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Cameron van der Burgh, Olympic breaststroke champ, retires

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Cameron van der Burgh, the first African man to win an individual Olympic swimming event, announced his retirement after winning the 100m breaststroke at the world short-course championships on Wednesday.

“It is the last [100m breast]. It is sad, but I am happy to end on a high,” he said, according to FINA. “The last 25 meters was the most pain I have ever had in my life in swimming, so it was a good way to finish.

“It is funny how these things turn out. At least I have no loose ends to tie up or reason to come back.”

Van der Burgh, 30, won the 100m breast at the 2012 London Games to join fellow breaststroker Penny Heyns, backstroker Joan Harrison and the 2004 men’s 4x100m free relay as South Africa’s Olympic swimming gold medalists.

Chad le Clos joined the club later in the Games when he upset Michael Phelps in the 200m butterfly.

At the 2012 Games, van der Burgh won in a then-world record and dedicated it to Norwegian Alexander Dale Oen, the 2011 World champion who died suddenly while training in Arizona that spring.

Van der Burgh kept Japanese megastar Kosuke Kitajima from becoming the first male swimmer to win the same event at three Olympics, paving the way for Phelps to do it in the 200m individual medley later in the Games.

Van der Burgh added world silver medals in the event in 2013 and 2015 and Olympic silver in Rio, ceding the top spot to Brit Adam Peaty, who is not racing at short-course worlds this week.

Van der Burgh also earned 50m and 100m breast medals at every world championships between 2009 and 2015.

He is still entered in the 50m breast later this week.

MORE: The U.S. breaststroke hope to end Olympic drought

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Jordan Wilimovsky qualifies for Tokyo Olympics in open-water swimming

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Open-water swimmer Jordan Wilimovsky is the first male athlete on the 2020 U.S. Olympic team.

Wilimovsky, who placed fourth and fifth in two distance events at the 2016 Rio Games, joined fellow open-water swimmers Haley Anderson and Ashley Twichell in qualifying for Tokyo via the world championships in Gwangju, South Korea.

Wilimovsky, 25, placed fifth in the 10km event on Tuesday. Anderson and Twichell were second and sixth in the women’s 10km on Sunday. Top-10 finishers at worlds qualified for Tokyo.

German Florian Wellbrock won by two tenths of a second over French Olympic bronze medalist Marc-Antoine Olivier after 1 hour, 47 minutes in the water. Wilimovsky led with 600 meters left. Olympic 1500m freestyle champion Gregorio Paltrinieri also qualified for Tokyo in the open-water 10km by finishing sixth.

The other American, David Heron, was 25th, missing the Olympic team, but he can try again in the 1500m free in the pool at the Olympic trials next June.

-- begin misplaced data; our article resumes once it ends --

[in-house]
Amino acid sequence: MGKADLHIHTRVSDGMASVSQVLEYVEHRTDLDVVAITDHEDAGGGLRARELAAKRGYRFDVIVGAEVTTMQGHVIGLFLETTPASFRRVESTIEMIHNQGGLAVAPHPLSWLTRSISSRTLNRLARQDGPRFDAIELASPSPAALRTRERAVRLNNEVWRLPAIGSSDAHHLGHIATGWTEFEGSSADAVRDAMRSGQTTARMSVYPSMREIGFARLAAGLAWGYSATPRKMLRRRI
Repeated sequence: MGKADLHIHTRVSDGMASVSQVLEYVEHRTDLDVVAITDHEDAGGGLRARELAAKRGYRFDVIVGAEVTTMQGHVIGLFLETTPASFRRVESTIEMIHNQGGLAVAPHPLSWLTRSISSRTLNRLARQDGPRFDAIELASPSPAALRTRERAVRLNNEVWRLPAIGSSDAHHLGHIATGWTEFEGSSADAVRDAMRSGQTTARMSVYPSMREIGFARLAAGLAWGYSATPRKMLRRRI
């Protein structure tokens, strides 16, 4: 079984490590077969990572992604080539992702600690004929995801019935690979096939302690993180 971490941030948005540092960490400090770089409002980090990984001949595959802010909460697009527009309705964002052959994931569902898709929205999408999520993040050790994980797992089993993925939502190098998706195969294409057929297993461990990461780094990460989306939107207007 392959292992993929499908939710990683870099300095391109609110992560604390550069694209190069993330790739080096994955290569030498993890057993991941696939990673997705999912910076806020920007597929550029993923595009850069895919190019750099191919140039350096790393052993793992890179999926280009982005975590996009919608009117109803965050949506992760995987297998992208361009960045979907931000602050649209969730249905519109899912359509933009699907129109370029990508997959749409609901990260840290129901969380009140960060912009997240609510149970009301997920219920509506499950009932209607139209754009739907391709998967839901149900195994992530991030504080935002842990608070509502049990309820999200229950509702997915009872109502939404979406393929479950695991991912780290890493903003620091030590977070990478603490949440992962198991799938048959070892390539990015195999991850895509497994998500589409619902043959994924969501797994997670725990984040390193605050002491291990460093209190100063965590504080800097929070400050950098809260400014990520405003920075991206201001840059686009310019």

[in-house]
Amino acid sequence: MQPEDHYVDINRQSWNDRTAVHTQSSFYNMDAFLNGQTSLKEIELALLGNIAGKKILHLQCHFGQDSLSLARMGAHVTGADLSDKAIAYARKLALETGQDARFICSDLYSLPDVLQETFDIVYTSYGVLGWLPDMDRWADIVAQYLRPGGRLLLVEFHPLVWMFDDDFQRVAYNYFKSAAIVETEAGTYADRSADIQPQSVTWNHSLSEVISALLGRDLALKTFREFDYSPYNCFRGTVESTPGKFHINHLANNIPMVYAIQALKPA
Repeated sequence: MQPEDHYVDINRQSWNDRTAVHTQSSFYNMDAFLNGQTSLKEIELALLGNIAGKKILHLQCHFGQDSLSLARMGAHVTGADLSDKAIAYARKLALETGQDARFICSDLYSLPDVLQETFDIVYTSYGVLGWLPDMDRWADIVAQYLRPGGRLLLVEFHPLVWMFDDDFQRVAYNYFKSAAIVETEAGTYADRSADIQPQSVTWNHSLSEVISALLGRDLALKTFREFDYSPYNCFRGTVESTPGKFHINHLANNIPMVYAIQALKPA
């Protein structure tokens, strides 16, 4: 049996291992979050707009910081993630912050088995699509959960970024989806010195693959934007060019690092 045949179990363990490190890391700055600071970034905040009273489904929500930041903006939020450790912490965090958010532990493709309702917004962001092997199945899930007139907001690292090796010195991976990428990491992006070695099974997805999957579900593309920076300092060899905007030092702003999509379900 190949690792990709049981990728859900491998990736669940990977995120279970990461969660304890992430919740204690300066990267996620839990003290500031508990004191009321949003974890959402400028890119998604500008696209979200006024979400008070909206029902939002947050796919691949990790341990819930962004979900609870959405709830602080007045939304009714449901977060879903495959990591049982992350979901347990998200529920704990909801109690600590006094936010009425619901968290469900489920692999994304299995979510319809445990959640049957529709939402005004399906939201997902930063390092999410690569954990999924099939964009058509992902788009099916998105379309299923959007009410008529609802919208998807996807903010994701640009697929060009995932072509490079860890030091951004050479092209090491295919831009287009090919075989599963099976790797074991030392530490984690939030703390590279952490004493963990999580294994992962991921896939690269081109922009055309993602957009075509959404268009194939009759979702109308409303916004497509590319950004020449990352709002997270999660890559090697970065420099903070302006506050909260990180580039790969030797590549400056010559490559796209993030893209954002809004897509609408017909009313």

Wilimovsky missed a medal in the Rio Olympic 1500m in the pool by 4.17 seconds, taking fourth. Three days later, he was fifth in the open-water 10km, 1.2 seconds out of bronze.

Wilimovsky, a Malibu native who redshirted at Northwestern to train for Rio, earned gold and silver in the 10km at the 2015 and 2017 World Championships.

A U.S. man has never earned an Olympic open-water medal. The event debuted at Beijing 2008.

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Ted Ligety scales back race schedule

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Two-time Olympic champion Ted Ligety is scaling back his race schedule as he enters the final portion of his decorated Alpine skiing career.

Ligety, a 34-year-old who has endured many injuries since his last World Cup win in 2015, said he will race strictly giant slaloms this year. The World Cup season starts in late October.

“So it’ll be a little bit easier schedule on my body,” Ligety said in a KPCW radio interview in his native Park City, Utah. “I’ll be able to be home a little bit more as well, and then we see. I mean, I would like to keep going as long as I feel like I can win races and feel healthy. That’s really the biggest part, and nowadays I have a 2-year-old son, and there’s more factors than there was when I was 25 years old.”

Ligety, nicknamed “Mr. GS” for his giant slalom prowess, has a 2014 Olympic gold medal and three world titles in that event.

He also owns an Olympic combined title from 2006 and world titles in the super-G and combined from 2013, but he hasn’t won a race in one of those disciplines since January 2014. And since then, he has undergone back and knee surgeries and dealt with hip problems.

“There’s a lot of hard miles on my body up to this point, but I’m still enjoying it,” said Ligety, whose 321 World Cup starts are the most among active Olympic medalists now that Lindsey Vonn and Aksel Lund Svindal have retired. “Right now, I feel really healthy and trying to get to a point where I feel I can win races. That’s the goal right now.”

Ligety, a four-time Olympian, has not publicly committed to a 2022 Olympic run.

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